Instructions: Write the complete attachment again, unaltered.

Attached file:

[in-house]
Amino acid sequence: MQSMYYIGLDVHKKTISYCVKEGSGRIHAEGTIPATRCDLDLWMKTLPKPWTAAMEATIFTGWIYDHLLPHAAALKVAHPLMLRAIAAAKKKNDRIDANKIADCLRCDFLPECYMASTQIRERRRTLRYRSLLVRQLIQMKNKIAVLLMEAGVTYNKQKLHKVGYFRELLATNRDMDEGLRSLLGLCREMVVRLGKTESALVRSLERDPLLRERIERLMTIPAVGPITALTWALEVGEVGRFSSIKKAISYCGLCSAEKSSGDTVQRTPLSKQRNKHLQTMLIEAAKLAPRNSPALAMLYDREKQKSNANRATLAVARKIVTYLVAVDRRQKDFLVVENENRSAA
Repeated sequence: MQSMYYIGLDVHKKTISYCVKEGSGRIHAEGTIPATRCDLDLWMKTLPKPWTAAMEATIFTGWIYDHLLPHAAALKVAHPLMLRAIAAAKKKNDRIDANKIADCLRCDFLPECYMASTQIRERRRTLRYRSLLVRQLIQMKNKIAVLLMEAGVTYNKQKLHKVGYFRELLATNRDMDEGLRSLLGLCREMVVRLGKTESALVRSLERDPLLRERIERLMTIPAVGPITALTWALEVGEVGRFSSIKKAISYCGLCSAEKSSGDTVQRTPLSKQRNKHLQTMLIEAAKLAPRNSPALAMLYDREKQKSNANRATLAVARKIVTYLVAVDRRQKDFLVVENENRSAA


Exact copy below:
[in-house]
Amino acid sequence: MQSMYYIGLDVHKKTISYCVKEGSGRIHAEGTIPATRCDLDLWMKTLPKPWTAAMEATIFTGWIYDHLLPHAAALKVAHPLMLRAIAAAKKKNDRIDANKIADCLRCDFLPECYMASTQIRERRRTLRYRSLLVRQLIQMKNKIAVLLMEAGVTYNKQKLHKVGYFRELLATNRDMDEGLRSLLGLCREMVVRLGKTESALVRSLERDPLLRERIERLMTIPAVGPITALTWALEVGEVGRFSSIKKAISYCGLCSAEKSSGDTVQRTPLSKQRNKHLQTMLIEAAKLAPRNSPALAMLYDREKQKSNANRATLAVARKIVTYLVAVDRRQKDFLVVENENRSAA
Repeated sequence: MQSMYYIGLDVHKKTISYCVKEGSGRIHAEGTIPATRCDLDLWMKTLPKPWTAAMEATIFTGWIYDHLLPHAAALKVAHPLMLRAIAAAKKKNDRIDANKIADCLRCDFLPECYMASTQIRERRRTLRYRSLLVRQLIQMKNKIAVLLMEAGVTYNKQKLHKVGYFRELLATNRDMDEGLRSLLGLCREMVVRLGKTESALVRSLERDPLLRERIERLMTIPAVGPITALTWALEVGEVGRFSSIKKAISYCGLCSAEKSSGDTVQRTPLSKQRNKHLQTMLIEAAKLAPRNSPALAMLYDREKQKSNANRATLAVARKIVTYLVAVDRRQKDFLVVENENRSAA